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Transcript of Irene Safran
Age: 21 at the time
Origin: Czechoslovakia Her journey began on May 19, 1944
Her family and her were forced to leave there town to go to a jewish street in a jewish ghetto
They were brought to a brick factory before loading there train for relocation
There they and several others built shelters out of bricks
Also at the factory is were they were tortured by the soldiers who looked over them
They boraded trains used for cattle in which they road for three days
They people in the train received no food or water the whole three days
The only water they received was from the rain fall
Many became insane and some died
The trains were so packed, it made it uncomfortable for many Deportation to Auschwitz At Auschwitz Her sister's and her suffering ended in Nov. of 1944 when they were sent to Germany to work
They were given clothes, showers, and food. Their clothes were labeled with a red cross so they couldn't escape
They worked in an ammunition Factory in Torgau
Their living conditions improved
The war was starting to go over and the Russians and Americans were coming in. Their boss then told them he would have to kill all of them before the Russians or Americans got there
Their boss then spared their lives in hope that they would put in a good word for him when one of the groups got there (Russians or Americans)
The americans showed up first and set them all free
The Russians came next and raped and beat most of the girls
Irene and her sisters ran into the woods to escape
Irene and her sisters then walked to Leipzig and loaded a train, where the Americans took them to Prague for freedom
At Prague they were nursed back to health
Also at Prague they had met their older brother, who they thought was dead
By 1948 her and her sisters were married
Between 1948 and 1949 her and her surviving siblings moved to America After Auschwitz They arrived to Birkenaw at dusk on a Sunday
They were told to stand in lines of five, boys on one side girls on the other
The sick and weak of the groups were told to get on wagons to be taken to their new homes
Irene noticed her sister was sick and told her mom and sister to get on the wagons and they would meet up later
She never saw her sister and mother alive again, they were gassed to death that night along with the rest of the sick and weak
The soldiers walked them down the road where they could see smoke coming from chimneys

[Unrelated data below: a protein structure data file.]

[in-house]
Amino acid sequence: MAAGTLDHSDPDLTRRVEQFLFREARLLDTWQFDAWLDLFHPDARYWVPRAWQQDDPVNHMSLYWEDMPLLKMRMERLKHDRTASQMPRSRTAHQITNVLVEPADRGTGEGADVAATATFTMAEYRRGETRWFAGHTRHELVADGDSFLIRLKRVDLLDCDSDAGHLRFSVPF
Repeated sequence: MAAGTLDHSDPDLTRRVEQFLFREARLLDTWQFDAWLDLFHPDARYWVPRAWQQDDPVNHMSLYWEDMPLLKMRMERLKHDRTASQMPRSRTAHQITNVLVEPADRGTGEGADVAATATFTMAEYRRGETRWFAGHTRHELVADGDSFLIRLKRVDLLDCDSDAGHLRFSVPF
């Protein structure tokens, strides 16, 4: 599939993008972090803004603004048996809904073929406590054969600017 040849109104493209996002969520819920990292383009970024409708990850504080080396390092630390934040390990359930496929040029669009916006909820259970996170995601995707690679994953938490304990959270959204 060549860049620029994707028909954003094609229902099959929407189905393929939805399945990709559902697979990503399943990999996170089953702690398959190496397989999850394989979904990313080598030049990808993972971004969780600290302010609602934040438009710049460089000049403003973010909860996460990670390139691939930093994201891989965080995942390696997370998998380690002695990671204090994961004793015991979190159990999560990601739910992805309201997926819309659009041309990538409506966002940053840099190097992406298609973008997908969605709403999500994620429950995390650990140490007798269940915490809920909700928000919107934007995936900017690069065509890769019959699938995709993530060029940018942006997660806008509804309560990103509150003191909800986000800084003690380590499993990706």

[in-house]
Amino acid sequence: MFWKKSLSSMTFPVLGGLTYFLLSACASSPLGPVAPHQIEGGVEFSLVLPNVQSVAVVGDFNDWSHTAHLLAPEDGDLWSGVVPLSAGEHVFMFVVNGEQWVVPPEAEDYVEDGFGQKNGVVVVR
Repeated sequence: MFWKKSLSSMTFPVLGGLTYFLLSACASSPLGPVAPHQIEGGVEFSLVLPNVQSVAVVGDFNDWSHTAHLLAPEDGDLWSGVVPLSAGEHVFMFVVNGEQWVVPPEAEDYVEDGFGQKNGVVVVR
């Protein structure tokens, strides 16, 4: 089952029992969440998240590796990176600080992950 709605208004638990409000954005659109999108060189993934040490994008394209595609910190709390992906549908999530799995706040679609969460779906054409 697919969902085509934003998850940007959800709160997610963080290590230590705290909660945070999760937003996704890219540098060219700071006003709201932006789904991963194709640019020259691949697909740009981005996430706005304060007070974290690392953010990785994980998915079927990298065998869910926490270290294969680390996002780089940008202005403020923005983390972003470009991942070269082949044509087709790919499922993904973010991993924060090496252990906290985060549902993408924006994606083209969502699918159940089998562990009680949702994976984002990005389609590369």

She still had her two younger sisters with her and her father and two brothers were with the men ( the only one of the boys to survive was here brother Benze, who didn't see his family again till after the war)
Her and her sisters arrived at the Central Sauna, where there clothes were burnt and people were checked on by doctors. The ones chosen as unfit went to the gas chambers while the others went to the real showers to bathe, her and her sisters were chosen as fit
By:Katlyn Buchanan Irene and her sisters showered and were shaved head to toe before they along with others were taken to Lager C, which is where they would sleep
There was 14 people in 1 bed
The next morning they woke at four to be given a job based off their skills
The first day they worked barefooted and for lunch the same 14 people who shared a bed, shared the same bowl of soup, and for dinner they each got one slice of bread and a piece of margarine
They did the same thing every day, they woke up at four for inspections, ate lunch, use the restroom(they had one chance a day to do this), ate dinner, and had another inspection
Some days they could see dead bodies of people by the electric fences who killed themselves
One day one of her sisters was chosen for the gas chamber and her and her other sister helped her escape her death
The rest of their days went as usual At Auschwitz continued.... Citations . "Behind Every Name a Story—Irene Safran: Deportation to Auschwitz." United States Holocaust Memorial Museum. United States Holocaust Memorial Museum, 11 May 2012. Web. 25 Jan 2013. <http://www.ushmm.org/wlc/en/article.php?ModuleId=10007953>.
"Behind Every Name a Story—Irene Safran: At Auschwitz." United States Holocaust Memorial Museum. United States Holocaust Memorial Museum, 11 May 2012. Web. 25 Jan 2013. <http://www.ushmm.org/wlc/en/article.php?ModuleId=10007954>.
"Behind Every Name a Story—Irene Safran: After Auschwitz." United States Holocaust Memorial Museum. United States Holocaust Memorial Museum, 11 May 2012. Web. 25 Jan 2013. <http://www.ushmm.org/wlc/en/article.php?ModuleId=10007954>.